Endangered gorilla shot dead after child falls into enclosure

Social media erupted after a 4-year-old child fell into the gorilla enclosure at Cincinatti Zoo, USA, last month, an encounter which led to zoo staff shooting the endangered gorilla dead.

Two female gorillas were recalled immediately after the child fell into the pit while the third, a 200kilo, male named Harambe had to be killed by the zoo’s Dangerous Animal Response Team.

Zoo Director Thane Maynard offered ‘thoughts and prayers’ the boy and his family, whilst defending the decision of the Response Team who shot the gorilla ten minutes after the child fell in.

He said: “It is important to note that with the child still in the exhibit, tranquilizing the 450-pound gorilla was not an option.

“Tranquilizers do not take effect for several minutes and the child was in imminent danger.

“On top of that, the impact from the dart could agitate the animal and cause the situation to get much worse.”
Footage of the incident shows the gorilla standing over the child in a moat, before dragging him around the enclosure like a rag doll.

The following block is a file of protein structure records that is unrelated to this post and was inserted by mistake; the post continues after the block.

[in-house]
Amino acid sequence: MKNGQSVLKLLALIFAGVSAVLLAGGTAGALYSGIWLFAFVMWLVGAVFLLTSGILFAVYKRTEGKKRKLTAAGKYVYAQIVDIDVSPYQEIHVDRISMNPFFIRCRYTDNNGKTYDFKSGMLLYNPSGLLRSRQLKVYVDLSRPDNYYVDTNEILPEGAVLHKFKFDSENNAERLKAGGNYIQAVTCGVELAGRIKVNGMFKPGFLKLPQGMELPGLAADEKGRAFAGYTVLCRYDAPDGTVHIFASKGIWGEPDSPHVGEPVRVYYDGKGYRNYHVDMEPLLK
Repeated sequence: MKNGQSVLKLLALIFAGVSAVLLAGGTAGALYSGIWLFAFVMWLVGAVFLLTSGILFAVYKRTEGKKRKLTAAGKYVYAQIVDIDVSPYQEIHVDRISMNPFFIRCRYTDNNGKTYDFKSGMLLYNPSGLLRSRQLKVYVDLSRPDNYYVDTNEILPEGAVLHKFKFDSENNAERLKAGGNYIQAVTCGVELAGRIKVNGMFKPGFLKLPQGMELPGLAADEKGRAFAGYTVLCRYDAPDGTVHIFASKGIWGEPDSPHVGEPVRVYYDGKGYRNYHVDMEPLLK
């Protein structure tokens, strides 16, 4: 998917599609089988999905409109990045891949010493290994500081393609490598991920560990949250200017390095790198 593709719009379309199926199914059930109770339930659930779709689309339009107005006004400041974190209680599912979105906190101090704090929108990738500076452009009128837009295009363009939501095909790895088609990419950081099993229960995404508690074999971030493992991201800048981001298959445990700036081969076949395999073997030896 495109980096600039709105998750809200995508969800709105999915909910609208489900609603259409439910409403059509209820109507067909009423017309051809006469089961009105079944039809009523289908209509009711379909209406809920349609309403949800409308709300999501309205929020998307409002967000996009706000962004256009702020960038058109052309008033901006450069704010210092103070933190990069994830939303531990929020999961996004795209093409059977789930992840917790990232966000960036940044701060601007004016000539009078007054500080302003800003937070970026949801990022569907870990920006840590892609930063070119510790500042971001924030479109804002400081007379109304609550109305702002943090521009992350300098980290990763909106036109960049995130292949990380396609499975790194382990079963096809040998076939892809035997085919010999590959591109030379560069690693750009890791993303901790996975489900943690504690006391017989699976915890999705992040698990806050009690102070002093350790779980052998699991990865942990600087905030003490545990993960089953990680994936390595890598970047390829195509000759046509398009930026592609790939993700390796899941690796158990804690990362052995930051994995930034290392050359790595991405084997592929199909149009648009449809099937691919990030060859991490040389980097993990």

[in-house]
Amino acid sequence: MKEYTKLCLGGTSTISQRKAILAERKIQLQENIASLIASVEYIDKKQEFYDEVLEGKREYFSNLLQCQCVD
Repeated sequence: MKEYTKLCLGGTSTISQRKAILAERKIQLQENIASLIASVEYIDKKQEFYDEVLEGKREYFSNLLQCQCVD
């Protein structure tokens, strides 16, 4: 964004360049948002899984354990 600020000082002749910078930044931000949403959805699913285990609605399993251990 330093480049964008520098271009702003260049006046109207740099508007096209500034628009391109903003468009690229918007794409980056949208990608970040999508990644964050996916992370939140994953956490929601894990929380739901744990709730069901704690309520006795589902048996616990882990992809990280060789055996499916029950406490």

Animal Rights campaigners were quick to criticise the zoo’s handling of the incident, while critics also questioned the role of the child’s parents in the incident.

Maynard also said: “We are all devastated that this tragic accident resulted in the death of a critically-endangered gorilla.”

The boy was taken to Children’s Hospital Medical Center after being removed from the exhibit, and was released on Saturday night.

Michael Budkie, of animals rights group Stop Animal Exploitation Now, said the zoo should be fined for having an exhibit that the public could access.

He also referred to an incident earlier in the year when Cincinatti Zoo drew criticism after two polar bears escaped their enclosure, and wandered into a service corridor.

In a press release following the latest incident, Maynard defended the zoo’s safety record, stating that the barrier in use at the enclosure had been effective for 38 years.

He also stated that the zoo would study the incident ‘as we work toward continuous improvement for the safety of our visitors and animals.’

TNT News Lewis Chapman

Photo credit: Mark Word

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